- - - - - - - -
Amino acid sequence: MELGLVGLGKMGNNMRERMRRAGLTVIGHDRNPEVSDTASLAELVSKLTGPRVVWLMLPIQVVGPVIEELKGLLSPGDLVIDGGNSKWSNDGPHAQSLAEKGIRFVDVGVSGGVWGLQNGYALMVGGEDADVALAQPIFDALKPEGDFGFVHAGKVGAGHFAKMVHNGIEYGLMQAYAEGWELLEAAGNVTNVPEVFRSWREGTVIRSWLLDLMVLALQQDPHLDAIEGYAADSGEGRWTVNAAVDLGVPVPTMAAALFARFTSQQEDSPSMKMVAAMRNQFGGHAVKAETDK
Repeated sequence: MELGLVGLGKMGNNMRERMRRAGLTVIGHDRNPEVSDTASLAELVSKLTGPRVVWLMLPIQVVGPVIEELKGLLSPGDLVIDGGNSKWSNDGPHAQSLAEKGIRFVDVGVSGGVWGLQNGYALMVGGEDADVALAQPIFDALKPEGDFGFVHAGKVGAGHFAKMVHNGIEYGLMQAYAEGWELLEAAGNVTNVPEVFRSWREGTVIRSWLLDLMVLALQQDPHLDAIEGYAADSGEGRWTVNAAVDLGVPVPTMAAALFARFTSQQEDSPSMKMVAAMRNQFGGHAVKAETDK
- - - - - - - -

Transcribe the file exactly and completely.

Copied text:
Amino acid sequence: MELGLVGLGKMGNNMRERMRRAGLTVIGHDRNPEVSDTASLAELVSKLTGPRVVWLMLPIQVVGPVIEELKGLLSPGDLVIDGGNSKWSNDGPHAQSLAEKGIRFVDVGVSGGVWGLQNGYALMVGGEDADVALAQPIFDALKPEGDFGFVHAGKVGAGHFAKMVHNGIEYGLMQAYAEGWELLEAAGNVTNVPEVFRSWREGTVIRSWLLDLMVLALQQDPHLDAIEGYAADSGEGRWTVNAAVDLGVPVPTMAAALFARFTSQQEDSPSMKMVAAMRNQFGGHAVKAETDK
Repeated sequence: MELGLVGLGKMGNNMRERMRRAGLTVIGHDRNPEVSDTASLAELVSKLTGPRVVWLMLPIQVVGPVIEELKGLLSPGDLVIDGGNSKWSNDGPHAQSLAEKGIRFVDVGVSGGVWGLQNGYALMVGGEDADVALAQPIFDALKPEGDFGFVHAGKVGAGHFAKMVHNGIEYGLMQAYAEGWELLEAAGNVTNVPEVFRSWREGTVIRSWLLDLMVLALQQDPHLDAIEGYAADSGEGRWTVNAAVDLGVPVPTMAAALFARFTSQQEDSPSMKMVAAMRNQFGGHAVKAETDK